Over the past week or so, the sound of the trees has become appreciably louder. The leaves are rapidly
drying and the insistent autumn winds sound even louder with the rattling of the leaves.
The Sound of the Trees
by Robert Frost (from Mountain Interval)
I wonder about the trees.
Why do we wish to bear
Forever the noise of these
More than another noise
So close to our dwelling place?
We suffer them by the day
Till we lose all measure of pace,
And fixity in our joys,
And acquire a listening air.
They are that that talks of going
But never gets away;
And that talks no less for knowing,
As it grows wiser and older,
That now it means to stay.
My feet tug at the floor
And my head sways to my shoulder
Sometimes when I watch trees sway,
From the window or the door.
I shall set forth for somewhere,
I shall make the reckless choice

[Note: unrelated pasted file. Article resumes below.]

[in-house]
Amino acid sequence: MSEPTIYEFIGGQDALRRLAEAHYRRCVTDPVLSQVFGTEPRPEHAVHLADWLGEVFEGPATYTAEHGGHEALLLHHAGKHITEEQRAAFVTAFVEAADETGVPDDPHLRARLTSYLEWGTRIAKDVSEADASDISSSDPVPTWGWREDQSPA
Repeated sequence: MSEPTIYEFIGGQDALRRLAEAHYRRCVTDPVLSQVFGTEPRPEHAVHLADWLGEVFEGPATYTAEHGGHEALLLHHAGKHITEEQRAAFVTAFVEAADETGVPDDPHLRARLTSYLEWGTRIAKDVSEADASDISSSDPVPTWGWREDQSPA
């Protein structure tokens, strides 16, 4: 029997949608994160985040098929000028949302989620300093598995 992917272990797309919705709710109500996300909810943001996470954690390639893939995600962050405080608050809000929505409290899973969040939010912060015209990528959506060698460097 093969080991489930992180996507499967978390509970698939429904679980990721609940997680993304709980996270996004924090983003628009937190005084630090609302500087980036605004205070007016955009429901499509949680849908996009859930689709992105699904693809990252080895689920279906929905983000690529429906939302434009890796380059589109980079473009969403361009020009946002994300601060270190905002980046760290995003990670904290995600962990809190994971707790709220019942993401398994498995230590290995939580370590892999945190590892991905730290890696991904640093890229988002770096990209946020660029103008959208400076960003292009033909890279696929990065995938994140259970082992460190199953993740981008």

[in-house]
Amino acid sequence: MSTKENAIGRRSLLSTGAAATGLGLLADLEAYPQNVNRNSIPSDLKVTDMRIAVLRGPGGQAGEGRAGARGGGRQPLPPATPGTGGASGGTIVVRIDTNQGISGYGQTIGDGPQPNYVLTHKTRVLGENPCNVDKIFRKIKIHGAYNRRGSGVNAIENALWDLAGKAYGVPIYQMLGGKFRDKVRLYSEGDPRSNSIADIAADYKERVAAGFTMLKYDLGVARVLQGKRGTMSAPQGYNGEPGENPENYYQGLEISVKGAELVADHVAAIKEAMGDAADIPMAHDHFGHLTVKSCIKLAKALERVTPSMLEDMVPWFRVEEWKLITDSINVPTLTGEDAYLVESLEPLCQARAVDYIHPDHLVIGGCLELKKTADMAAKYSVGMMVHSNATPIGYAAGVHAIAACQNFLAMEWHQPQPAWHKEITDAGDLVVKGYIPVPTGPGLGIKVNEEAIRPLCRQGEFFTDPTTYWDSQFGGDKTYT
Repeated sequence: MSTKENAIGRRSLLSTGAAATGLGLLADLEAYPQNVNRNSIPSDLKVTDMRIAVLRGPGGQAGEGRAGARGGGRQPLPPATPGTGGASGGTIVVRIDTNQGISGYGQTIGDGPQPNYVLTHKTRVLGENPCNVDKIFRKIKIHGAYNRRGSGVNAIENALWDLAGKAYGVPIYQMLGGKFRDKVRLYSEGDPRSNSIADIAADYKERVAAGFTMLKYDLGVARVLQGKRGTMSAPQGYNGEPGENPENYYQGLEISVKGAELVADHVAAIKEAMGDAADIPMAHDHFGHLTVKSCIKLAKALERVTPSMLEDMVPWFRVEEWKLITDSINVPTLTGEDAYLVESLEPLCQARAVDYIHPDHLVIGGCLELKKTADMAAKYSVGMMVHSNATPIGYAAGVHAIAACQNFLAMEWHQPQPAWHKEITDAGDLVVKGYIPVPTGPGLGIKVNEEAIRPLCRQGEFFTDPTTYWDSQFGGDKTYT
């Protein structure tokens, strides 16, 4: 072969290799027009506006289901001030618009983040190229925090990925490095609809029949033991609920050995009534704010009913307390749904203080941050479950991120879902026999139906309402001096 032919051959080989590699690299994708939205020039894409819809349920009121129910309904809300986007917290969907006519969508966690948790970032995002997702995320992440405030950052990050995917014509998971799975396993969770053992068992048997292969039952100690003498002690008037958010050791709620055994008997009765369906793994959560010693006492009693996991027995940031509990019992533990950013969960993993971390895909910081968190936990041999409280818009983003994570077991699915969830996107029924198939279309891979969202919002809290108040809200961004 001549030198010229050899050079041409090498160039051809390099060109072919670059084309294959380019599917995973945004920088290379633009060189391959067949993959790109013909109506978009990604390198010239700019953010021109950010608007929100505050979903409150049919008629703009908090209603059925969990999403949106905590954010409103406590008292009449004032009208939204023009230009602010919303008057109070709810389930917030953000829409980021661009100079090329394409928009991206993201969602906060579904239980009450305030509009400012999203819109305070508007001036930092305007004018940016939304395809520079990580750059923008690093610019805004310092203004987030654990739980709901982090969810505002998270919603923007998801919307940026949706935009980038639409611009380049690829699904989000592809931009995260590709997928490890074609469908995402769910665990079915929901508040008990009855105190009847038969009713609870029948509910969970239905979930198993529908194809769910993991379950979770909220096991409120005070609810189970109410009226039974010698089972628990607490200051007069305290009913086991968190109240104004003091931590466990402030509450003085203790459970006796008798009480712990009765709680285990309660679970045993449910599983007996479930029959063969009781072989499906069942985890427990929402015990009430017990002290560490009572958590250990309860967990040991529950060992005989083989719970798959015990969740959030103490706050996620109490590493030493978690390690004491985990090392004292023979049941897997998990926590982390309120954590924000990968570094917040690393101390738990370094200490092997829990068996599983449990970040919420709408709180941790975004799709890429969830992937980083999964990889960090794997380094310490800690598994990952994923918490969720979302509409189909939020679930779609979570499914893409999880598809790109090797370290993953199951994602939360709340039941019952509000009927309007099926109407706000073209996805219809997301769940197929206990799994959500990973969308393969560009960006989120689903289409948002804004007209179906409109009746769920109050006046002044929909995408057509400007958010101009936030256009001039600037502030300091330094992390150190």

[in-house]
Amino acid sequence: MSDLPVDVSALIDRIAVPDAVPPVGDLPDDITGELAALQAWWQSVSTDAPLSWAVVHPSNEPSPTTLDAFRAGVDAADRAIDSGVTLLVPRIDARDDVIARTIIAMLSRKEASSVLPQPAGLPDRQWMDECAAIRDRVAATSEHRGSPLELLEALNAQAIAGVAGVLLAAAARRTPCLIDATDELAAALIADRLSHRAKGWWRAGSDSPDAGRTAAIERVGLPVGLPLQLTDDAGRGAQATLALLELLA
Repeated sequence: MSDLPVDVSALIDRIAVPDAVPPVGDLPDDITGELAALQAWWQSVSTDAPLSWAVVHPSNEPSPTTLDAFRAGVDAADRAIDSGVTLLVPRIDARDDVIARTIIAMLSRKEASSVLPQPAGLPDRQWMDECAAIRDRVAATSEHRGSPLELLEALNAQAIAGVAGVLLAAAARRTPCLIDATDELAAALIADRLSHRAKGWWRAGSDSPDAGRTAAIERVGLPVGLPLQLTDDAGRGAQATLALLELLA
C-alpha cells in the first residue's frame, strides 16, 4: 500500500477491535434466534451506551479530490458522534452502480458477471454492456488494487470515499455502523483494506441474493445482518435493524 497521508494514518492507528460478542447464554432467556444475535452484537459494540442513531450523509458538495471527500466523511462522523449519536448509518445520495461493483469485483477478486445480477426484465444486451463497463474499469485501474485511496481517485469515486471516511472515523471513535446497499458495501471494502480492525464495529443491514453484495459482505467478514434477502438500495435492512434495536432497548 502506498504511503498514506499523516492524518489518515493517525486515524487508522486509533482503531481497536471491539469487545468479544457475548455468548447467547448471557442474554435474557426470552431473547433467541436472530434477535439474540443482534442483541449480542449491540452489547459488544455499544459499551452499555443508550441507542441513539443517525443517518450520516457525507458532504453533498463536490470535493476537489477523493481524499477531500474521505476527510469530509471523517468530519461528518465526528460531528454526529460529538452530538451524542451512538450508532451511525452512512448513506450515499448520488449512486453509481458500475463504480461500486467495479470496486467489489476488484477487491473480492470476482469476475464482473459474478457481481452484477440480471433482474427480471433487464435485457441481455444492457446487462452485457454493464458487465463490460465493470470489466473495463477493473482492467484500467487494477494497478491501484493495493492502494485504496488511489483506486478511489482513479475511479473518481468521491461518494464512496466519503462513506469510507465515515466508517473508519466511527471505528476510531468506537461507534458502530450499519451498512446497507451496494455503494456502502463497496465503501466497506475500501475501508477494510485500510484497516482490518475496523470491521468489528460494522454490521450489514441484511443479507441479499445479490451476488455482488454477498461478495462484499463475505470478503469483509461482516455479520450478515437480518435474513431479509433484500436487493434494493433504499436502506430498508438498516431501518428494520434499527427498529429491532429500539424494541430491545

Some day when they are in voice
And tossing so as to scare
The white clouds over them on.
I shall have less to say,
But I shall be gone.
Found in Early Frost: The First Three Books [811.52 FRO]
For me, the sound of trees is entrancing. It doesn't engender thoughts of going or staying (whether we acknowledge it or not, we're all going in the end). I am merely one who has "acquire[d] a listening air" and I'll "bear" it year after year.
Speaking of bears, head over to Jama's Alphabet Soup where Mr. Cornelius, one very bearable bear, is waiting to introduce you to even more delicious poetry!